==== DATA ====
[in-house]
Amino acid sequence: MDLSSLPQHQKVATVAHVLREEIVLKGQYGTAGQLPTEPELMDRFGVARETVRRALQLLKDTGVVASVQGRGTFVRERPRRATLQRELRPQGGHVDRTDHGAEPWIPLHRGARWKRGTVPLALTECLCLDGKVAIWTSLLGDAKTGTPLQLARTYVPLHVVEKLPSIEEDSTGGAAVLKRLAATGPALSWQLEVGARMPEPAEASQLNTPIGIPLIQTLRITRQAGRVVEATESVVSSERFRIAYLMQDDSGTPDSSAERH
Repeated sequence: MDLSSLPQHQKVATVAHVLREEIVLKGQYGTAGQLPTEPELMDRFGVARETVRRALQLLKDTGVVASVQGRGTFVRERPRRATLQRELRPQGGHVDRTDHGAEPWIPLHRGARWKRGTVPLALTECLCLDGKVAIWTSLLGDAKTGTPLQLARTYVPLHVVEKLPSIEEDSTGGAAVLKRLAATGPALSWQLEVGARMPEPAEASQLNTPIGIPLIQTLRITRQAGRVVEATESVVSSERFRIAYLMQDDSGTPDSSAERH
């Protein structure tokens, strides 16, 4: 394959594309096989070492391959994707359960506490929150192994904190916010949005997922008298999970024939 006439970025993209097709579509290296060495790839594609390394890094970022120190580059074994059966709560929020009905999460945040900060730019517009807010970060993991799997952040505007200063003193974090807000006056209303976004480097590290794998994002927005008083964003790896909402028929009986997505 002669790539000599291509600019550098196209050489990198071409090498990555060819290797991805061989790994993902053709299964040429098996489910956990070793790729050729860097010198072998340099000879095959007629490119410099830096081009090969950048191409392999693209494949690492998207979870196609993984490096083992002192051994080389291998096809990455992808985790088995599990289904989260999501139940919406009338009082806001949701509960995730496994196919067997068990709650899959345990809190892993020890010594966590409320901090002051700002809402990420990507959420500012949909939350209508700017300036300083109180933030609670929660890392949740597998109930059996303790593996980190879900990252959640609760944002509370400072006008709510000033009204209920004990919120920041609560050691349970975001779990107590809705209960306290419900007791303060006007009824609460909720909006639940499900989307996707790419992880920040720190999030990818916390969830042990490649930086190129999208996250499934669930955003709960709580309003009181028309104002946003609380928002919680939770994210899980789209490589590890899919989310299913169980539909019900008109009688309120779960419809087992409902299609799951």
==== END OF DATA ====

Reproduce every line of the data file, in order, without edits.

[in-house]
Amino acid sequence: MDLSSLPQHQKVATVAHVLREEIVLKGQYGTAGQLPTEPELMDRFGVARETVRRALQLLKDTGVVASVQGRGTFVRERPRRATLQRELRPQGGHVDRTDHGAEPWIPLHRGARWKRGTVPLALTECLCLDGKVAIWTSLLGDAKTGTPLQLARTYVPLHVVEKLPSIEEDSTGGAAVLKRLAATGPALSWQLEVGARMPEPAEASQLNTPIGIPLIQTLRITRQAGRVVEATESVVSSERFRIAYLMQDDSGTPDSSAERH
Repeated sequence: MDLSSLPQHQKVATVAHVLREEIVLKGQYGTAGQLPTEPELMDRFGVARETVRRALQLLKDTGVVASVQGRGTFVRERPRRATLQRELRPQGGHVDRTDHGAEPWIPLHRGARWKRGTVPLALTECLCLDGKVAIWTSLLGDAKTGTPLQLARTYVPLHVVEKLPSIEEDSTGGAAVLKRLAATGPALSWQLEVGARMPEPAEASQLNTPIGIPLIQTLRITRQAGRVVEATESVVSSERFRIAYLMQDDSGTPDSSAERH
């Protein structure tokens, strides 16, 4: 394959594309096989070492391959994707359960506490929150192994904190916010949005997922008298999970024939 006439970025993209097709579509290296060495790839594609390394890094970022120190580059074994059966709560929020009905999460945040900060730019517009807010970060993991799997952040505007200063003193974090807000006056209303976004480097590290794998994002927005008083964003790896909402028929009986997505 002669790539000599291509600019550098196209050489990198071409090498990555060819290797991805061989790994993902053709299964040429098996489910956990070793790729050729860097010198072998340099000879095959007629490119410099830096081009090969950048191409392999693209494949690492998207979870196609993984490096083992002192051994080389291998096809990455992808985790088995599990289904989260999501139940919406009338009082806001949701509960995730496994196919067997068990709650899959345990809190892993020890010594966590409320901090002051700002809402990420990507959420500012949909939350209508700017300036300083109180933030609670929660890392949740597998109930059996303790593996980190879900990252959640609760944002509370400072006008709510000033009204209920004990919120920041609560050691349970975001779990107590809705209960306290419900007791303060006007009824609460909720909006639940499900989307996707790419992880920040720190999030990818916390969830042990490649930086190129999208996250499934669930955003709960709580309003009181028309104002946003609380928002919680939770994210899980789209490589590890899919989310299913169980539909019900008109009688309120779960419809087992409902299609799951």